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NOVOPHARM WILL APPEAL FEDERAL COURT RULING UPHOLDING GLAXO's ZANTAC PATENT

This article was originally published in The Tan Sheet

Executive Summary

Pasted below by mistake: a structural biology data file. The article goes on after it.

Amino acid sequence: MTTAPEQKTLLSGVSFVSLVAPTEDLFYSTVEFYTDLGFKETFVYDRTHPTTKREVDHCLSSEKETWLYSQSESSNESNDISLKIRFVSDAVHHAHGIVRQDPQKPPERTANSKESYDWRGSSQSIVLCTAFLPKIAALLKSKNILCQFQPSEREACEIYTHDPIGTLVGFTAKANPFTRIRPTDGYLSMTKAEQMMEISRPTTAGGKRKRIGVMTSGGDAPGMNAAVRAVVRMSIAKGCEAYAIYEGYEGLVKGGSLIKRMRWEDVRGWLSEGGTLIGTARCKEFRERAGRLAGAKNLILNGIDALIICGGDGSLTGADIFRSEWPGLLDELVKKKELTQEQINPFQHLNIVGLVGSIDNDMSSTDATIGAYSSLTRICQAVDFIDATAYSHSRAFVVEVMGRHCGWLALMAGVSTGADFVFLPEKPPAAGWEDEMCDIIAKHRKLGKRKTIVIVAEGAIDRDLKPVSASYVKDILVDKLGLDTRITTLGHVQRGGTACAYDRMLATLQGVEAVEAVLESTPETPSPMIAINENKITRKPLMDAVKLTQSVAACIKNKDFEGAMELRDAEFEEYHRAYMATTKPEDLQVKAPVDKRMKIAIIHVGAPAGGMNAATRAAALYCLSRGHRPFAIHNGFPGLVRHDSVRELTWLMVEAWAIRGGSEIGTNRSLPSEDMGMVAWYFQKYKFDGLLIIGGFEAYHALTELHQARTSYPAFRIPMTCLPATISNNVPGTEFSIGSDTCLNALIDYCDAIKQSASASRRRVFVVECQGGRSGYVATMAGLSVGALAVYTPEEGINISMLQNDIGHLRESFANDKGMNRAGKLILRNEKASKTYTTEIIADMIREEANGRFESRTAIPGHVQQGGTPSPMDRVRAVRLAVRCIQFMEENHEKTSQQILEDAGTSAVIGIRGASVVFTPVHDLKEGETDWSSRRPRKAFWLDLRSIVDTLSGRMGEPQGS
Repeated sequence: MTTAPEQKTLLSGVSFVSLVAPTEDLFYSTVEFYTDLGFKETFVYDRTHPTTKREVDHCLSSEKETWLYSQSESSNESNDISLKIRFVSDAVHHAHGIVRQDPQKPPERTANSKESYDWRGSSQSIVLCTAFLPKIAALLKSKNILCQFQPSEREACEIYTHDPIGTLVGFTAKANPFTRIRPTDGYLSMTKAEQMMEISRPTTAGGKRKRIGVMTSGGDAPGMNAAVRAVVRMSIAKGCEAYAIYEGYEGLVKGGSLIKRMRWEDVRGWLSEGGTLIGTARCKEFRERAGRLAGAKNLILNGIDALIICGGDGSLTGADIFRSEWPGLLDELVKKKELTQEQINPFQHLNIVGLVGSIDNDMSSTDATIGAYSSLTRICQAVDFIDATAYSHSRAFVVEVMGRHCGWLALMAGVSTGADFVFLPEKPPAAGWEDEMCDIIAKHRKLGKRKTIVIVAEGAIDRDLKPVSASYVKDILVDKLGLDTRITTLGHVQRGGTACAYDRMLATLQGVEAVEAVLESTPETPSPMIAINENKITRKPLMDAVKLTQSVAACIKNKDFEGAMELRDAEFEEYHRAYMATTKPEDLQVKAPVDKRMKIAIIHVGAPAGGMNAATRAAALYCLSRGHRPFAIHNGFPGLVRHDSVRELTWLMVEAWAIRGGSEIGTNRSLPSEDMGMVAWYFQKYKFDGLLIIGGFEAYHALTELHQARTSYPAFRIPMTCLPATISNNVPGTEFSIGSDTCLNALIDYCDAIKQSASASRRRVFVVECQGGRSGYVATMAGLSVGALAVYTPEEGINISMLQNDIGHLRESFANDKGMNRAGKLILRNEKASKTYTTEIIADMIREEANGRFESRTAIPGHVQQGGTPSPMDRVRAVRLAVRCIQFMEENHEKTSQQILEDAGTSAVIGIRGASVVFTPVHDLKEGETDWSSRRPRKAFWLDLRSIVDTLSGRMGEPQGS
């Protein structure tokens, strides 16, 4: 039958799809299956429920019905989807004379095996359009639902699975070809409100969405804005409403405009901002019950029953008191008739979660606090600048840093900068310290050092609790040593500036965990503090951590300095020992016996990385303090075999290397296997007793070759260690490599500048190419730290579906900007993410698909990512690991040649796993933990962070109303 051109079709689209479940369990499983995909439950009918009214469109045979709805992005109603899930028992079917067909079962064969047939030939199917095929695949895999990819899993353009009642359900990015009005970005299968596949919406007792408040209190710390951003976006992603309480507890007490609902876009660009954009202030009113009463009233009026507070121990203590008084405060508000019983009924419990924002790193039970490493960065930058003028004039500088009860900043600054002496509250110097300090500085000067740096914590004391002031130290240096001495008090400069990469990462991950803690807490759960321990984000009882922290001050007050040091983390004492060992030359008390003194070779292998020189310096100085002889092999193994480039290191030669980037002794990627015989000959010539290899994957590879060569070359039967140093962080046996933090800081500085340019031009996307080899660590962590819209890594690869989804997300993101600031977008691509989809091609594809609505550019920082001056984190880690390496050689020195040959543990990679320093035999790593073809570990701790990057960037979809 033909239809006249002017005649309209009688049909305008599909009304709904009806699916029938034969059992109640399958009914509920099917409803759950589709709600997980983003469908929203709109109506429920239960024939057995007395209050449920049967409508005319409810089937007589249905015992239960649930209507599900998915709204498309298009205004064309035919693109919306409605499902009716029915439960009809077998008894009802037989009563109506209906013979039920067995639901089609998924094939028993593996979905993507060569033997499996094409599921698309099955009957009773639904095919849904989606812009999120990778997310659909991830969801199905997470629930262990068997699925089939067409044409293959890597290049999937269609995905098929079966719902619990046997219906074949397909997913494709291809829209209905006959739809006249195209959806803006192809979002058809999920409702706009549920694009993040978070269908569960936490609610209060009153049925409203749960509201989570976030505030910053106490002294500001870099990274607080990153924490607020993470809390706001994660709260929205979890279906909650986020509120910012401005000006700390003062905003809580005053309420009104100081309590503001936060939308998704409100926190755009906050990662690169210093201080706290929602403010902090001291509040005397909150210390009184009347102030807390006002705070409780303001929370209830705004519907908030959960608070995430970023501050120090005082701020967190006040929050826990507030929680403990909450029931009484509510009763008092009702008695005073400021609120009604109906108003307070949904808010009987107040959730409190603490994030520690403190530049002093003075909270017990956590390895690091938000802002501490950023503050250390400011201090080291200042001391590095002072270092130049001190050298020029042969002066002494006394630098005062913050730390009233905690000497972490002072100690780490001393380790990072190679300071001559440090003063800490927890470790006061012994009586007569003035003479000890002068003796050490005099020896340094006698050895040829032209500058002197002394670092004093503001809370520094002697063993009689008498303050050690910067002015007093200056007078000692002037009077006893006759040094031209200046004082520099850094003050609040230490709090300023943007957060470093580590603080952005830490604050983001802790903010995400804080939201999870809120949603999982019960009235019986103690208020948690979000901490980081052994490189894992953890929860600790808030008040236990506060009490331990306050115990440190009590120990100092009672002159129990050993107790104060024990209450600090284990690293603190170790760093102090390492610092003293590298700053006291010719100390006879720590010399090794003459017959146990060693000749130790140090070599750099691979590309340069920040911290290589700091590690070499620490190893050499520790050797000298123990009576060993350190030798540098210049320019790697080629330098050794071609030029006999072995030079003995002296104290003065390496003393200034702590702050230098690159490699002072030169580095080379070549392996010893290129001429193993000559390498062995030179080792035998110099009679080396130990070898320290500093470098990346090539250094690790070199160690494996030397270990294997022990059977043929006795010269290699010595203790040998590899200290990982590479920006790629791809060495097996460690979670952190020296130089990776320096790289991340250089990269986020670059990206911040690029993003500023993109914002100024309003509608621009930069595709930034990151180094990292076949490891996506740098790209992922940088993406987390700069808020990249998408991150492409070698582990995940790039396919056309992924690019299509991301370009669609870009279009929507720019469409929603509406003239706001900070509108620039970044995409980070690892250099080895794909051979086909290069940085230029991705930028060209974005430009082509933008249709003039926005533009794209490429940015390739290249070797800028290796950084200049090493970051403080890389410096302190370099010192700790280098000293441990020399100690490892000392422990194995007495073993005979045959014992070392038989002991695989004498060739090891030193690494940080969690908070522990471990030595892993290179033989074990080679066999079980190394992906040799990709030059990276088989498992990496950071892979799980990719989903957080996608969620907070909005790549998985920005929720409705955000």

NOVOPHARM WILL APPEAL FEDERAL COURT RULING UPHOLDING GLAXO's ZANTAC PATENT, the Canadian drug manufacturer announced Sept. 20. Referring to a Sept. 17 ruling by Elizabeth City, N.C. federal court Judge Terrence Boyle reaffirming Glaxo's Zantac patent for Form 2 ranitidine, Novopharm President Robert Gunter stated that "while Judge Boyle's ruling agrees with many points we made in court, we differ on some significant issues, and, if any one of these issues is overturned on appeal, the Glaxo patent would become invalid." Gunter added that "the real losers here are the American people -- we will appeal this decision and continue our plight to make a more affordable generic version of the drug available." Novopharm hopes to market a generic ranitidine product "at 30-50% less than the present cost [of Zantacl]." Glaxo sued Novopharm in November 1991 for patent infringement when the Toronto-based generic drug firm filed an ANDA with FDA to market a generic version of Form 2 ranitidine HCI once Glaxo's Form I patent expires in December 1995. In addition to inherency and inequitable conduct charges, Novopharm also had alleged that Glaxo did not disclose the "best mode" in its patent. The judge's decision came one month after the conclusion of a nine-day trial held Aug. 9-18 ("The Tan Sheet" Aug. 16, p. 18). The Sept. 17 ruling states that "based on the evidence, Novopharm has failed to carry its burden on the defense of invalidity. The court upholds that U.S. Patent No. 4,521,431 is not invalid, and that Novopharm infringed the patent by filing - its ANDA on Aug. 9, 1991." Judge Boyle ordered that "Novopharm not be granted approval to sell Form 2 ranitidine HCl prior to the expiration of the "431 patent [and] to refrain from the commercial manufacture or sale within the United States of Form 2 ranitidine HCl prior to the expiration of the "431 patent." Novopharm also contended that the "431 patent is invalid because Glaxo was guilty of inequitable conduct in that it intentionally made material misrepresentations to the patent office during the prosecution process. Novopharm claimed that the misrepresentations are contained in two declarations submitted in response to the patent examiner's Aug. 28, 1983 rejection of the Form 2 patent application. One of the declarations, the Hunt Declaration, contained the results of analytical tests of samples of Form I and Form 2 that reported to show that in the solid state the products have different crystal structure. The other declaration, the Collin Declaration, claimed that "Form 2 had certain qualities which made it less difficult and expensive to manufacture than the prior art," the court decision says. Boyle determined that "Novopharm has failed to carry its burden of proving that Glaxo's submission of the Hunt Declaration constituted inequitable conduct in the prosecution of the "431 patent. "Boyle also found that the Collin Declaration "cannot be the basis for a finding of inequitable conduct." The judge also concluded that "as a matter of law, Novopharm failed to show that "431 should be invalidated based on a best mode violation." The Canadian firm argued that Glaxo failed to disclose the best mode of manufacturing Form 2 ranitidine HCl for pharmaceutical use, the azeotroping process. Patent law requires that applicants disclose the best mode for making and using inventions. The ruling says that some "officials within Glaxo made a deliberate choice not to reveal what they believed to the best mode of making the patented invention, but instead to protect the knowledge as a trade secret." However, the statute stipulates that in a best mode violation, the inventor must know about the best mode or be the one concealing it. The court believes the inventor did not know about the best mode and was not consulted about not revealing the information. Glaxo reported Sept. 17 that Judge Boyle ruled that defendant Novopharm did not prove "in clear and convincing evidence" its charges that Form 2 ranitidine (patent'431) was inherent in the Form 1 patent ('658) nor that Glaxo was guilty of "inequitable conduct." Glaxo said the decision reaffirms that it can market Zantac on an exclusive basis until the Form 2 patent expires in June 2002. In its Sept. 20 response, Novopharm pointed out that another Canadian drug company, Genphann, is challenging the ranitidine patent. through a jury trial that is scheduled to begin in May 1994 in Baltimore, Md.
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